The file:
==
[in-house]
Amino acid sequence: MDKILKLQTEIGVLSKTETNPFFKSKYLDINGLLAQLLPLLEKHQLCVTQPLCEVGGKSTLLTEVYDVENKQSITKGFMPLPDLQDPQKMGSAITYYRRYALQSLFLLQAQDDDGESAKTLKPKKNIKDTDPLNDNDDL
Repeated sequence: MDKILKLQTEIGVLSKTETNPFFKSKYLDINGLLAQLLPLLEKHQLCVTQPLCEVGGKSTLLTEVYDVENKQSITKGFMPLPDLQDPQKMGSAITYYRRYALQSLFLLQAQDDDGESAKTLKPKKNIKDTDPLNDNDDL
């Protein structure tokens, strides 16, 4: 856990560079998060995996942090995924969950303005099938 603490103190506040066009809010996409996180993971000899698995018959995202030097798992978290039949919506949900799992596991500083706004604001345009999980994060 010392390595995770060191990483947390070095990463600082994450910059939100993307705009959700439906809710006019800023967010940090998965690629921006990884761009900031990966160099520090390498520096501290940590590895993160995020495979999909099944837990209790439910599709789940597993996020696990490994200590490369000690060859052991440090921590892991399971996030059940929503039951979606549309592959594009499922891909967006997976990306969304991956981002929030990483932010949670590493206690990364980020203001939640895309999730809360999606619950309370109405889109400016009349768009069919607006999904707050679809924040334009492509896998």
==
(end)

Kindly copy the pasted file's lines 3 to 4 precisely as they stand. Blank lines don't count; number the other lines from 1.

Repeated sequence: MDKILKLQTEIGVLSKTETNPFFKSKYLDINGLLAQLLPLLEKHQLCVTQPLCEVGGKSTLLTEVYDVENKQSITKGFMPLPDLQDPQKMGSAITYYRRYALQSLFLLQAQDDDGESAKTLKPKKNIKDTDPLNDNDDL
């Protein structure tokens, strides 16, 4: 856990560079998060995996942090995924969950303005099938 603490103190506040066009809010996409996180993971000899698995018959995202030097798992978290039949919506949900799992596991500083706004604001345009999980994060 010392390595995770060191990483947390070095990463600082994450910059939100993307705009959700439906809710006019800023967010940090998965690629921006990884761009900031990966160099520090390498520096501290940590590895993160995020495979999909099944837990209790439910599709789940597993996020696990490994200590490369000690060859052991440090921590892991399971996030059940929503039951979606549309592959594009499922891909967006997976990306969304991956981002929030990483932010949670590493206690990364980020203001939640895309999730809360999606619950309370109405889109400016009349768009069919607006999904707050679809924040334009492509896998």